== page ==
Jason Castro Impresses in Houston Astros Debut

Richard ZowieCorrespondent IJune 23, 2010

JUPITER, FL - MARCH 28:  Jason Castro #15 of the Houston Astros bats against the Florida Marlins on March 28, 2010 in Jupiter, Florida.  (Photo by Marc Serota/Getty Images)
Marc Serota/Getty Images

In some ways, the Houston Astros 3-1 loss last night against the San Francisco Giants was business as usual.

Roy Oswalt pitched seven innings, giving up two runs on six hits while striking out five. In other words, good enough for a win, but since he pitches for the punchless Astros, he fell to 5-9 on the season despite a 3.08 ERA.

I can't help but wonder if Oswalt kept waiting for his cell phone to ring with news from his agent that the New York Yankees wanted to trade for him and throw in, as a bonus, controlling stock in the Caterpillar Tractor Company.

Yep, you guessed it, Houston faced off against Tim Lincecum and managed only one run and seven hits in eight innings.

One of those hits, however, came off the bat of rookie catcher Jason Castro in his first Major League at-bat.

It was a curveball on an 0-1 count, and Castro lined a clean single into center before scoring Houston's only run.

 

Astros players, please take note. If a rookie can do something against the two-time Cy Young winner in his MLB unveiling, then there's no reason why you can't.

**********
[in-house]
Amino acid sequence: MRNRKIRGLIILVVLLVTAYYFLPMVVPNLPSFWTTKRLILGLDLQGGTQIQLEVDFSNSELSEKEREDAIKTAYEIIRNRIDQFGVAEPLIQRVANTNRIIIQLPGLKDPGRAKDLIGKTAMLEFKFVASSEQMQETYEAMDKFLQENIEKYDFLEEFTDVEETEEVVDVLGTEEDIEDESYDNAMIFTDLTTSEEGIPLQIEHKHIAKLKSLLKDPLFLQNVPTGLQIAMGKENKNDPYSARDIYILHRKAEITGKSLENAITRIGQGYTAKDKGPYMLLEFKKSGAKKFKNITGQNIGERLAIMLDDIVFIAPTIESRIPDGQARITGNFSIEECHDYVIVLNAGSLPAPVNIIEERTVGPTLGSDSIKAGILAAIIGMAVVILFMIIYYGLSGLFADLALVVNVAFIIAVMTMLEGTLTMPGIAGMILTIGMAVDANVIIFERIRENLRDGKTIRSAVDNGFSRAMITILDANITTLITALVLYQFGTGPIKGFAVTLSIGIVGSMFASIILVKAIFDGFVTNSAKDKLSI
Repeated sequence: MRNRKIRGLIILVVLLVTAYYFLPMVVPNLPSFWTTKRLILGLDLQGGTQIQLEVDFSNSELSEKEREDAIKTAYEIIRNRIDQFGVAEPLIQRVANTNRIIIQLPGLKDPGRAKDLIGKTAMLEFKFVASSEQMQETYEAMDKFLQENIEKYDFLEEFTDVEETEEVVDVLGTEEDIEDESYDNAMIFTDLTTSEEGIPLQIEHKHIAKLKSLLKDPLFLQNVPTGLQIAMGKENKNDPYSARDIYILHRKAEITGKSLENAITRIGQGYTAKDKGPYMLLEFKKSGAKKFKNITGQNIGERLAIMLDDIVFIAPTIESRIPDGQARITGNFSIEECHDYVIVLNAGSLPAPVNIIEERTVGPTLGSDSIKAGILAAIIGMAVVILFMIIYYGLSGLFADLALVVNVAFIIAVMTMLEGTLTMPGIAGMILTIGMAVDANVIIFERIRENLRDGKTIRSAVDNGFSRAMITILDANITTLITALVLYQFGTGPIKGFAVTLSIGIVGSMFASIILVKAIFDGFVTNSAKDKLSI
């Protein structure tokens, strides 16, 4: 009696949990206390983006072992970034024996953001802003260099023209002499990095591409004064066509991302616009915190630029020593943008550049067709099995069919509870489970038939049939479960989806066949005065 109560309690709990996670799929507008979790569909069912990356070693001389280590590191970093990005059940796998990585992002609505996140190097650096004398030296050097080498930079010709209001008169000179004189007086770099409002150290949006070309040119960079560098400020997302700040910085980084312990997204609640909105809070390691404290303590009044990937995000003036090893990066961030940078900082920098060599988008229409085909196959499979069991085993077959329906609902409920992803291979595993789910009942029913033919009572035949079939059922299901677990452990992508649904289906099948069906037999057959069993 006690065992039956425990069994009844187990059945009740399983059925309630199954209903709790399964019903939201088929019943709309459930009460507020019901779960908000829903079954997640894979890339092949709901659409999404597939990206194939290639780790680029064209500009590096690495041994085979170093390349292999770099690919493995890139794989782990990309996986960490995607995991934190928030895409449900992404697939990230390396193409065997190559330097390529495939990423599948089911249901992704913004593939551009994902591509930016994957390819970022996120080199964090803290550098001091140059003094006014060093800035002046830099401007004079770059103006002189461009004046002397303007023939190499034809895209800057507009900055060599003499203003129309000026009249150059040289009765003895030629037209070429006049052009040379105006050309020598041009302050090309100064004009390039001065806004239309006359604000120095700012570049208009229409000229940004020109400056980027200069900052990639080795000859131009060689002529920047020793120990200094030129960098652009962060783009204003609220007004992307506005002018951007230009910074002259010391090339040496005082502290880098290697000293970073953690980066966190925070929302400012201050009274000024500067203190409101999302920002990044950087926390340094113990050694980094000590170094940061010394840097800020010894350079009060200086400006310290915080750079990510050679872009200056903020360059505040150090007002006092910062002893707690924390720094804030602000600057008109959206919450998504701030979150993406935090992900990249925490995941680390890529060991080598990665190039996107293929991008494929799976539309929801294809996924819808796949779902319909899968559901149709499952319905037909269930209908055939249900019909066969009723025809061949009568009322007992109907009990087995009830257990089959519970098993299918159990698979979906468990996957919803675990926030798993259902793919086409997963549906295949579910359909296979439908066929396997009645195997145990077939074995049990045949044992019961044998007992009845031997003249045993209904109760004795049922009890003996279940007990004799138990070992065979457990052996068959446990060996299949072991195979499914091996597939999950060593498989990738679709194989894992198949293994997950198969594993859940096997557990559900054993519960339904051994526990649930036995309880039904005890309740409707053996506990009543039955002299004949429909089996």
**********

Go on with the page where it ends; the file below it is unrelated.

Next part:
It would be Castro's only hit in four at bats, but it was impressive. What also was impressive is that Castro didn't strike out.

Defensively, Castro also looked good. The Giants attempted to steals and Castro threw them both out. The first time he tossed out a runner on what looked like either a slow curve or a changeup, normally a pitch that works to the runner's advantage.

Since Castro's battery mate was Oswalt, maybe the All-Star hurler saw some encouraging signs that might make him want to stick around.

Whether this first game will translate into a regular spot on the roster or a cup of coffee is anyone's guess. Castro looked good last night, and I think he can be successful as long as he practices that philosophy of Tom Selleck's Jack Elliot character from the movie Mr. Baseball : "Baseball's a game, and games are supposed to be fun."

Richard Zowie blogs about the Houston Astros on Bleacher Report and will soon be posting comments from an interview with a very popular former fireballing Astros righthanded pitcher (hint: it's not Nolan Ryan, and it's not Mike Scott). Post comments here or e-mail richardzowie@gmail.com .